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Automation Programming

TypeSpec Compared To SpecFlow

Updated: It is no longer mandatory to enclose parameters with quotes – which makes things even more similar between C#/SpecFlow and TypeScript/TypeSpec. On with the original article…

Updated: TypeScript’s decorator feature makes things even more similar!

This isn’t a “framework a” vs “framework b” post. When performing BDD, if you are using C#, you’ll be using SpecFlow… if you are using TypeScript, TypeSpec is the only option (although you can use JavaScript frameworks too, with an associated type definition). So the reason for the comparison is to see what step definitions look like in the two languages, to see what is similar and what is different. I have contributed code to both of these projects.

Here is a typical C# example using SpecFlow.

[Given("I have entered (\d+) into the calculator")]
public void EnterNumber(decimal num) {
    calculator.Add(num);
}

And here is the same step in TypeSpec.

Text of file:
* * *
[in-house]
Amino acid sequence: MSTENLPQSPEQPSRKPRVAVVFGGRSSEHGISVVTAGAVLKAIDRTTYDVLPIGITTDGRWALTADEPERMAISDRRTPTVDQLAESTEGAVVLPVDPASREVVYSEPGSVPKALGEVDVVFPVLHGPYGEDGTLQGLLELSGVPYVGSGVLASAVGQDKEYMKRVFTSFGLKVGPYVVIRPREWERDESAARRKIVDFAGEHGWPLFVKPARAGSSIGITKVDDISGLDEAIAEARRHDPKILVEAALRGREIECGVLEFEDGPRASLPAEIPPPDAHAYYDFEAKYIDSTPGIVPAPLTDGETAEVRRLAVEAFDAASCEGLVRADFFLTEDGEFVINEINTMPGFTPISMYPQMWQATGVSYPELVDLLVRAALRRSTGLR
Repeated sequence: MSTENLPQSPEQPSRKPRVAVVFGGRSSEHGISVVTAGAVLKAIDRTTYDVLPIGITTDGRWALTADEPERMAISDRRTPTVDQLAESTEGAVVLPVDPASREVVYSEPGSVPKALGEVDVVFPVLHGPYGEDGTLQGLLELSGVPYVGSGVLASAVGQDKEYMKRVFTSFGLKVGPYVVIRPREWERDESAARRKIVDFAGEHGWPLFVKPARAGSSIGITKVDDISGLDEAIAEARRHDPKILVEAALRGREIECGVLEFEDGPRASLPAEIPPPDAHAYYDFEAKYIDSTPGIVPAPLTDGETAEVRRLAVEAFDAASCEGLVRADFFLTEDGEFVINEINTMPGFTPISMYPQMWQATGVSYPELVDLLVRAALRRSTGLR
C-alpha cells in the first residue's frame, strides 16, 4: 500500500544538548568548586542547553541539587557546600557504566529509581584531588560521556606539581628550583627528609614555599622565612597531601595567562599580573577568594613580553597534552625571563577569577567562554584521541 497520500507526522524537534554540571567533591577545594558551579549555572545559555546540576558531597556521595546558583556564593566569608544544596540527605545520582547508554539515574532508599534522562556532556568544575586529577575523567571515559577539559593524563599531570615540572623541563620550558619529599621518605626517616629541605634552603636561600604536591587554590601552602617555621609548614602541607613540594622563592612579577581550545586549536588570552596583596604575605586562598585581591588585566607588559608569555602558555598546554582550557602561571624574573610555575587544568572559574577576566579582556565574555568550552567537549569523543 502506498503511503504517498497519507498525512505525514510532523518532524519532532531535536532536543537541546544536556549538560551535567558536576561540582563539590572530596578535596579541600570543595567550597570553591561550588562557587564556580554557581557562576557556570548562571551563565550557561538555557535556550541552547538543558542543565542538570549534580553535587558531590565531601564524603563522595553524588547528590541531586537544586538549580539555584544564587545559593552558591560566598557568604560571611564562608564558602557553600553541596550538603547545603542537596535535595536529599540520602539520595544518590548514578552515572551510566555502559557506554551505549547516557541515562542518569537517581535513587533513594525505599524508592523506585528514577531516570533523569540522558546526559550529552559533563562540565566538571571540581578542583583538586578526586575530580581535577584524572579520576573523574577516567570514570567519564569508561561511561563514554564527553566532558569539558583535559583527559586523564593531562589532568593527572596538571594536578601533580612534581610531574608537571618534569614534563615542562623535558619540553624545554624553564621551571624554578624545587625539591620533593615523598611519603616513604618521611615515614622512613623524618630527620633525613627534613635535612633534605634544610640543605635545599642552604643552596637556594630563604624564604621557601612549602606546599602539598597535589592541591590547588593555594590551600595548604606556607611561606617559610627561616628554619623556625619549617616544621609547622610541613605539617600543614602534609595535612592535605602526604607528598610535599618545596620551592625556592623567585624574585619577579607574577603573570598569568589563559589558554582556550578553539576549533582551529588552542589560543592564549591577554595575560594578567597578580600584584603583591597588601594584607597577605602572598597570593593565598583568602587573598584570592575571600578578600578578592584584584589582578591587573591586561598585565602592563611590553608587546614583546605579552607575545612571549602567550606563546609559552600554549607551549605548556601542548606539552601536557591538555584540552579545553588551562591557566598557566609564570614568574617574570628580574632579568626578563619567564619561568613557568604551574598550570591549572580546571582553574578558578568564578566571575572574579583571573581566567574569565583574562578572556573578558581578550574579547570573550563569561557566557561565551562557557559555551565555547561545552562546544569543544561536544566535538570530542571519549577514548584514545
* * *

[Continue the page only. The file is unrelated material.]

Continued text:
@given(/I have entered (\"\d+\") into the calculator/i)
enterNumber(context: any, num: number) {
    calculator.add(num);
}

As you can see, there is a lot in common between these. Although the features of the programming languages force some syntactical switches there is a regular expression that is used to match steps written in Gherkin’s given-when-then syntax, and a method to handle that step.

Both SpecFlow and TypeSpec will find arguments in the specification, parse them to the correct type, and pass them to your step method. Both allow variables to be entered directly, or appended using a table of examples.

There are a couple of differences.

In TypeSpec, you can choose whether the regular expressions are case sensitive or not. In the example above, the “i” flag at the end of the expressions makes the matching case-insensitive.

In TypeSpec, the first argument of the step method is always the test context. This is usually passed in the constructor in SpecFlow. In TypeSpec, it is a dynamic object – but you can supply an interface if you want to get some assistance from the TypeScript compiler (supply the interface name in place of “any” in the example above).

One final noteworthy difference is that while you can use the specific decorators for “given”, “when”, and “then” in TypeSpec, there is also a catch all “step” decorator that will make a step available to all keywords.

In summary, all of your knowledge from SpecFlow (or Cucumber, JBehave, and so on) is instantly transferable to TypeSpec. There are a couple of minor differences, mainly driven by differences in the underlying language or runtime – but nothing too baffling.